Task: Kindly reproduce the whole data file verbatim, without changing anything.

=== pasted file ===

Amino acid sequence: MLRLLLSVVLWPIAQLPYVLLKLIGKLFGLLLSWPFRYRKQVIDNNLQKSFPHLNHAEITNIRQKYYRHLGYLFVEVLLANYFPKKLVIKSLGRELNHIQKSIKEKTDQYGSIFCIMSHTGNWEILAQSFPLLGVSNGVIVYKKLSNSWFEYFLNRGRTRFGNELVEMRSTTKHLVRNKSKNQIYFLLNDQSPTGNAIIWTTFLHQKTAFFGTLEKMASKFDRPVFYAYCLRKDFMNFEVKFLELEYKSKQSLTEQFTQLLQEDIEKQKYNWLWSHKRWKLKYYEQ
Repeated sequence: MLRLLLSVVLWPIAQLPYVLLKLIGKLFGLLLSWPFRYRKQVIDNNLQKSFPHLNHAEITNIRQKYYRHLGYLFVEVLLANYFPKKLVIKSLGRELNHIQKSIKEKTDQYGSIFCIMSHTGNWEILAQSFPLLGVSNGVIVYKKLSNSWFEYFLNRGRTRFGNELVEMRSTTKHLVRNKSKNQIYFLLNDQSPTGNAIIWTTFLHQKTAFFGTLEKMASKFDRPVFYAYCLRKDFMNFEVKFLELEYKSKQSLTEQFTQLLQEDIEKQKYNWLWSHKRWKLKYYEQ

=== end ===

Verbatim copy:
Amino acid sequence: MLRLLLSVVLWPIAQLPYVLLKLIGKLFGLLLSWPFRYRKQVIDNNLQKSFPHLNHAEITNIRQKYYRHLGYLFVEVLLANYFPKKLVIKSLGRELNHIQKSIKEKTDQYGSIFCIMSHTGNWEILAQSFPLLGVSNGVIVYKKLSNSWFEYFLNRGRTRFGNELVEMRSTTKHLVRNKSKNQIYFLLNDQSPTGNAIIWTTFLHQKTAFFGTLEKMASKFDRPVFYAYCLRKDFMNFEVKFLELEYKSKQSLTEQFTQLLQEDIEKQKYNWLWSHKRWKLKYYEQ
Repeated sequence: MLRLLLSVVLWPIAQLPYVLLKLIGKLFGLLLSWPFRYRKQVIDNNLQKSFPHLNHAEITNIRQKYYRHLGYLFVEVLLANYFPKKLVIKSLGRELNHIQKSIKEKTDQYGSIFCIMSHTGNWEILAQSFPLLGVSNGVIVYKKLSNSWFEYFLNRGRTRFGNELVEMRSTTKHLVRNKSKNQIYFLLNDQSPTGNAIIWTTFLHQKTAFFGTLEKMASKFDRPVFYAYCLRKDFMNFEVKFLELEYKSKQSLTEQFTQLLQEDIEKQKYNWLWSHKRWKLKYYEQ